The European Commission has approved public support totalling €2.6bn for the Irish National Broadband Plan under state aid rules.
Ireland’s National Broadband Plan, which aims to achieve 100% high speed broadband coverage across the Republic of Ireland, is designed to redress deficits in connectivity and boost access to high quality broadband provision. The plan will target Irish regions which do not currently have download speeds of at least 30Mbps and where private investors have not expressed the intention to develop broadband availability, with target areas determined through extensive public consultations.
Broadband operators will be offered wholesale access to the areas of the network targeted by the Irish National Broadband Plan, with the aim of stimulating private investment in high speed internet provision. The scheme adheres to the EU’s strategic goals, as outlined in the bloc’s Digital Agenda for Europe and the European Commission’s 2016 communication ‘Towards a European gigabit society’.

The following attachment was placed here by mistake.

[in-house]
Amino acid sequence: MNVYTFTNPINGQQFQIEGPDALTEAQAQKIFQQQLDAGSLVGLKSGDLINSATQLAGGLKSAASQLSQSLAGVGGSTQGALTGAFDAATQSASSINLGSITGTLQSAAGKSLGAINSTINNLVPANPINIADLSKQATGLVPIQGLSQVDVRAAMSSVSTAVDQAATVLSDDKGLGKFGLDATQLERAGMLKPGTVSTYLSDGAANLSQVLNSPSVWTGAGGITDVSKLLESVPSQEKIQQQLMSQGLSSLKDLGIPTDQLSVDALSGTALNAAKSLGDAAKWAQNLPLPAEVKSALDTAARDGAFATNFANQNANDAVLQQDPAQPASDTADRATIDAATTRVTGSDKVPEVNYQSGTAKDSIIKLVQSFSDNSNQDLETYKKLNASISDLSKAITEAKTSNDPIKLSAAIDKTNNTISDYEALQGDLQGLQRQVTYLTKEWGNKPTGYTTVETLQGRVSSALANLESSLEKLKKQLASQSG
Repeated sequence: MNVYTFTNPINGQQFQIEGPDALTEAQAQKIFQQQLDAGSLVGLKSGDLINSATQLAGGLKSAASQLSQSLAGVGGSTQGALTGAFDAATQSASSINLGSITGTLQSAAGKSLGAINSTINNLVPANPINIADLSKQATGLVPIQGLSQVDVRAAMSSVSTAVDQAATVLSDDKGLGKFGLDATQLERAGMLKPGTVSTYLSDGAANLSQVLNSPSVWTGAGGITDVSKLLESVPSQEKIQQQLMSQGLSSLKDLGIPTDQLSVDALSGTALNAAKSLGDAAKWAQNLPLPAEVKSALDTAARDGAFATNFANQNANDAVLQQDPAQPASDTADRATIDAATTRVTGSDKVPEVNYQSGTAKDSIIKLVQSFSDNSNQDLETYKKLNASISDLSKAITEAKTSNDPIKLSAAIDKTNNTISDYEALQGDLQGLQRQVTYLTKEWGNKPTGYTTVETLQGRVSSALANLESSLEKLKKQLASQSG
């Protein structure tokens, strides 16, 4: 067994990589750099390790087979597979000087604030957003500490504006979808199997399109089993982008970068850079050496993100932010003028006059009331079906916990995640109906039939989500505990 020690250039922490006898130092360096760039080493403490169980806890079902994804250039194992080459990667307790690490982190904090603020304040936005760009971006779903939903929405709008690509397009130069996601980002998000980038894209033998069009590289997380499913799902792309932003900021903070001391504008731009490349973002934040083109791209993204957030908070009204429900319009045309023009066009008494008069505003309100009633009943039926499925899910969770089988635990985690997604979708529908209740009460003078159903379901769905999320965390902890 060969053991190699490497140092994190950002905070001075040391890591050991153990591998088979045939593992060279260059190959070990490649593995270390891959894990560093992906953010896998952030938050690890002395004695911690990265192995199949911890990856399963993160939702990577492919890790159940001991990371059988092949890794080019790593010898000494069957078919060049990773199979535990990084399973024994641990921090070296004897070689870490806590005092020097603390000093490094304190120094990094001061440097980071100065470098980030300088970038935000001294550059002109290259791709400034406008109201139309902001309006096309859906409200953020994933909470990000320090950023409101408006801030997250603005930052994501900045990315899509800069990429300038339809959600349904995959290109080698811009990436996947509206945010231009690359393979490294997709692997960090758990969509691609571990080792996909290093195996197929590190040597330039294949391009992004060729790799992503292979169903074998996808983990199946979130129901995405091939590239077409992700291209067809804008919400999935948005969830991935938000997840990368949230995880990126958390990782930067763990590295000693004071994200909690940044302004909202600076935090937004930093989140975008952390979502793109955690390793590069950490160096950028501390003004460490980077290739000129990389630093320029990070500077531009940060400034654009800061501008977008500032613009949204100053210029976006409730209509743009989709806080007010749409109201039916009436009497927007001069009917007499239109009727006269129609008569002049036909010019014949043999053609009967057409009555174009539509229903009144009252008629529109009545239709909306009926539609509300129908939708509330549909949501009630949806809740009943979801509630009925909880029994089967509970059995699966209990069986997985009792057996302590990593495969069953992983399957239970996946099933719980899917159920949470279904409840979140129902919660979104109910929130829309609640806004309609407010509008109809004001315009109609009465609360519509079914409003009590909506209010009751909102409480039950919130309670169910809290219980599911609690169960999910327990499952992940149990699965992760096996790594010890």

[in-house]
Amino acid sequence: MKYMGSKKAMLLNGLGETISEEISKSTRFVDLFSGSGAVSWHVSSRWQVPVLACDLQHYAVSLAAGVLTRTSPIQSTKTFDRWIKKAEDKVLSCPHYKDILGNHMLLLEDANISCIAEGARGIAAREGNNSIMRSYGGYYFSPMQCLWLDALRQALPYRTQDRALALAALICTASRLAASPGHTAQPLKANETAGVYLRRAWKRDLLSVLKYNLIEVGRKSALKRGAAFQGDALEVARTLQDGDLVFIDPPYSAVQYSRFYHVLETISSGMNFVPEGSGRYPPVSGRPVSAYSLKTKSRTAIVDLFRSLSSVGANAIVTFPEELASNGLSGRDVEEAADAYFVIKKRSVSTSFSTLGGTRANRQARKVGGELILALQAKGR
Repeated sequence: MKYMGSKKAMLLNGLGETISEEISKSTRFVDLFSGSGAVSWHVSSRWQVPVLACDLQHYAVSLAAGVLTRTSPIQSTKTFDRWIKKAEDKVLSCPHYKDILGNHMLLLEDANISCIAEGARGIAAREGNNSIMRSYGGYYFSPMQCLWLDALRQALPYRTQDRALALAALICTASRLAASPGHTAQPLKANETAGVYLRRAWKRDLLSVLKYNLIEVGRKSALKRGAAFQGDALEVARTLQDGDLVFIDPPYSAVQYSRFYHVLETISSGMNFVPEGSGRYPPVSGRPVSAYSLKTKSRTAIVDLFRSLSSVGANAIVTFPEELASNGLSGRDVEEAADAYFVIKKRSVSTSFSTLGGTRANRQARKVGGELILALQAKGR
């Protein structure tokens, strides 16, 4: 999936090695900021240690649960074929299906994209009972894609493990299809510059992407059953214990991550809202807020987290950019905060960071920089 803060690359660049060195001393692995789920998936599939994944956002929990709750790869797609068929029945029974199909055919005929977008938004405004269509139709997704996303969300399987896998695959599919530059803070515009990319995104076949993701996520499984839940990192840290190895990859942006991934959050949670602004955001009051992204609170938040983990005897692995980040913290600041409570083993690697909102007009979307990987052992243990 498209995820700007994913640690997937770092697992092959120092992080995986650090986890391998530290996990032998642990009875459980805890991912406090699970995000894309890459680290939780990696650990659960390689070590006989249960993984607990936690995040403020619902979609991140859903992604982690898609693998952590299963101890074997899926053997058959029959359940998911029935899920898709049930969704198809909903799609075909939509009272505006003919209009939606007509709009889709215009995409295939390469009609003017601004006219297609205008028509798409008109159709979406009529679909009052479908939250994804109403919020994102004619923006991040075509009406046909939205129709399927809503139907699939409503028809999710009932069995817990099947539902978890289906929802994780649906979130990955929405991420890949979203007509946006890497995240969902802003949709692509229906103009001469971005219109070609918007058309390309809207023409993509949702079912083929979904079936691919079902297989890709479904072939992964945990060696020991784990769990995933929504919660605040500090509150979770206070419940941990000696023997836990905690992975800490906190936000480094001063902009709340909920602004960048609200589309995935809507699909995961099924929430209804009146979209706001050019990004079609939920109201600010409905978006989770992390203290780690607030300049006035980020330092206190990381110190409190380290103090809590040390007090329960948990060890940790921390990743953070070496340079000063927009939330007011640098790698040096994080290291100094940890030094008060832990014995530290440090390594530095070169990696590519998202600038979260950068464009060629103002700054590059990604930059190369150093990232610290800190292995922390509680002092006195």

The Commission has examined the Irish broadband proposal under the terms of EU state aid regulation with particular reference to its 2013 guidelines on state aid for broadband provision, which state: ‘The purpose of state aid control in the broadband sector is to ensure that state aid measures will result in a higher level, or a faster rate, of broadband coverage and penetration than would be the case without state aid, while supporting higher quality, more affordable services and pro-competitive investments.’ It found that, while in the abstract the scheme could potentially distort competition to some degree, this concern was vastly outweighed by the benefits the plan would offer the public.
Margrethe Vestager, Commissioner in charge of competition policy, said: “The National Broadband Plan in Ireland is expected to address the significant digital divide between urban and rural areas in Ireland, enabling Irish consumers and businesses to benefit from the full potential of digital growth. This will help households and businesses in areas of Ireland where private investment is insufficient.”